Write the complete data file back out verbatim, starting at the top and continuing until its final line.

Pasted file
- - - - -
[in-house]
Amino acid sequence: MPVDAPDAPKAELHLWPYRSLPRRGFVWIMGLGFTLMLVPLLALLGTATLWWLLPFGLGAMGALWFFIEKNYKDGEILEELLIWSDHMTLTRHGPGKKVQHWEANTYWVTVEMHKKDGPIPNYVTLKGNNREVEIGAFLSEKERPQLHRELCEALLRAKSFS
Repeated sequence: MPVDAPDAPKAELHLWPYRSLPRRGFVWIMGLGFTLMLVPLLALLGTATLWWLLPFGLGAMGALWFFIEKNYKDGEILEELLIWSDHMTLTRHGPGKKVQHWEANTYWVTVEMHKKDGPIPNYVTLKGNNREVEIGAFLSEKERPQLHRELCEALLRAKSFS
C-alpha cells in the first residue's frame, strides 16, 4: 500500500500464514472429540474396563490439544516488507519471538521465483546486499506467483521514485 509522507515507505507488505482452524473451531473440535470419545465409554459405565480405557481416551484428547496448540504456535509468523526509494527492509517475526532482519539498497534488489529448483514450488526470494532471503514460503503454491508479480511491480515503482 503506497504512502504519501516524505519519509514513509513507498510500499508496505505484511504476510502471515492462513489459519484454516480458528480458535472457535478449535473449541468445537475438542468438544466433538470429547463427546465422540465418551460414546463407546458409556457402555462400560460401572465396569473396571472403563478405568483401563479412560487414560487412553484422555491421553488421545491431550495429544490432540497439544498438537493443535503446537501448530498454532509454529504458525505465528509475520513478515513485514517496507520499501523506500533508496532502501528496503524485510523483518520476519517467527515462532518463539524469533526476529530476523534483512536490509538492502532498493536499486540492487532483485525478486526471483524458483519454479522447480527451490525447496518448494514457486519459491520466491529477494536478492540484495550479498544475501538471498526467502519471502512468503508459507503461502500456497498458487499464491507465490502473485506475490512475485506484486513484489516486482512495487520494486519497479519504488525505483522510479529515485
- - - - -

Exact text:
[in-house]
Amino acid sequence: MPVDAPDAPKAELHLWPYRSLPRRGFVWIMGLGFTLMLVPLLALLGTATLWWLLPFGLGAMGALWFFIEKNYKDGEILEELLIWSDHMTLTRHGPGKKVQHWEANTYWVTVEMHKKDGPIPNYVTLKGNNREVEIGAFLSEKERPQLHRELCEALLRAKSFS
Repeated sequence: MPVDAPDAPKAELHLWPYRSLPRRGFVWIMGLGFTLMLVPLLALLGTATLWWLLPFGLGAMGALWFFIEKNYKDGEILEELLIWSDHMTLTRHGPGKKVQHWEANTYWVTVEMHKKDGPIPNYVTLKGNNREVEIGAFLSEKERPQLHRELCEALLRAKSFS
C-alpha cells in the first residue's frame, strides 16, 4: 500500500500464514472429540474396563490439544516488507519471538521465483546486499506467483521514485 509522507515507505507488505482452524473451531473440535470419545465409554459405565480405557481416551484428547496448540504456535509468523526509494527492509517475526532482519539498497534488489529448483514450488526470494532471503514460503503454491508479480511491480515503482 503506497504512502504519501516524505519519509514513509513507498510500499508496505505484511504476510502471515492462513489459519484454516480458528480458535472457535478449535473449541468445537475438542468438544466433538470429547463427546465422540465418551460414546463407546458409556457402555462400560460401572465396569473396571472403563478405568483401563479412560487414560487412553484422555491421553488421545491431550495429544490432540497439544498438537493443535503446537501448530498454532509454529504458525505465528509475520513478515513485514517496507520499501523506500533508496532502501528496503524485510523483518520476519517467527515462532518463539524469533526476529530476523534483512536490509538492502532498493536499486540492487532483485525478486526471483524458483519454479522447480527451490525447496518448494514457486519459491520466491529477494536478492540484495550479498544475501538471498526467502519471502512468503508459507503461502500456497498458487499464491507465490502473485506475490512475485506484486513484489516486482512495487520494486519497479519504488525505483522510479529515485